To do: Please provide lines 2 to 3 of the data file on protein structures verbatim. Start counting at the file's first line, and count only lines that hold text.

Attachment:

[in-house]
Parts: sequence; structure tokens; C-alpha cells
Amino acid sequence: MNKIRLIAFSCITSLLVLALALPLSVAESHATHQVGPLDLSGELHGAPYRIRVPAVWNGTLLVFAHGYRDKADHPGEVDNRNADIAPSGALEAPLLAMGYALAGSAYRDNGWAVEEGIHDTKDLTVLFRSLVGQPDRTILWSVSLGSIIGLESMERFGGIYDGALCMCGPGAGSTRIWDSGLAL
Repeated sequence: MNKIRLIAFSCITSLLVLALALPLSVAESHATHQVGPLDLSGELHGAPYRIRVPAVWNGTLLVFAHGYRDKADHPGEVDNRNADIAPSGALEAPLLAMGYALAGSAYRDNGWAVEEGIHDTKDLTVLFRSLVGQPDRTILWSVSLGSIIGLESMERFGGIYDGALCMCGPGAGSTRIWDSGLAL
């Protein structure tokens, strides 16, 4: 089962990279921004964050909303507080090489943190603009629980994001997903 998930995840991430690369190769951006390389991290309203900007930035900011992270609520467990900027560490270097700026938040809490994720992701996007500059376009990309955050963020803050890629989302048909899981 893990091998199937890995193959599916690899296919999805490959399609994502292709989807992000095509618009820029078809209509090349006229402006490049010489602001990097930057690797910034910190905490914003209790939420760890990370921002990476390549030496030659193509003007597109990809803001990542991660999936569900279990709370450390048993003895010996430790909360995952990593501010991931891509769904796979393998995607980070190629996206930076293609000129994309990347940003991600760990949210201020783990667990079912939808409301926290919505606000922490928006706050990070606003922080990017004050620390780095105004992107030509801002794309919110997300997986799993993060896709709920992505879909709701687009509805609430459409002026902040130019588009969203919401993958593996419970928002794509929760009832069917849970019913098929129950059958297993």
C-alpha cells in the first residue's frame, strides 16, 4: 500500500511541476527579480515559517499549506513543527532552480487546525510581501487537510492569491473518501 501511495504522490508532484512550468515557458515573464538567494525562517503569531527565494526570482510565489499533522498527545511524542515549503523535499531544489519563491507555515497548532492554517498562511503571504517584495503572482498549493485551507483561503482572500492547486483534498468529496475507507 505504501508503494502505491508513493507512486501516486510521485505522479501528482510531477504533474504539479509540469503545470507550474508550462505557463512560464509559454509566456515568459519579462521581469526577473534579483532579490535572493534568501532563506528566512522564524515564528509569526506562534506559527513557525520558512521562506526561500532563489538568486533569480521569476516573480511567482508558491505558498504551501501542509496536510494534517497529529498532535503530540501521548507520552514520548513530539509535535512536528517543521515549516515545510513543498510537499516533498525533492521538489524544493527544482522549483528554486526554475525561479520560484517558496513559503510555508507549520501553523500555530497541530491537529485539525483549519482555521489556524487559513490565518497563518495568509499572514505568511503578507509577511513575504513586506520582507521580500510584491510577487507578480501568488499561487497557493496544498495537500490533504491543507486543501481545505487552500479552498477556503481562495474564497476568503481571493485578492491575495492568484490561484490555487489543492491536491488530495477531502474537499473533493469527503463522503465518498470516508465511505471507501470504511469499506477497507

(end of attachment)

Parts: sequence; structure tokens; C-alpha cells
Amino acid sequence: MNKIRLIAFSCITSLLVLALALPLSVAESHATHQVGPLDLSGELHGAPYRIRVPAVWNGTLLVFAHGYRDKADHPGEVDNRNADIAPSGALEAPLLAMGYALAGSAYRDNGWAVEEGIHDTKDLTVLFRSLVGQPDRTILWSVSLGSIIGLESMERFGGIYDGALCMCGPGAGSTRIWDSGLAL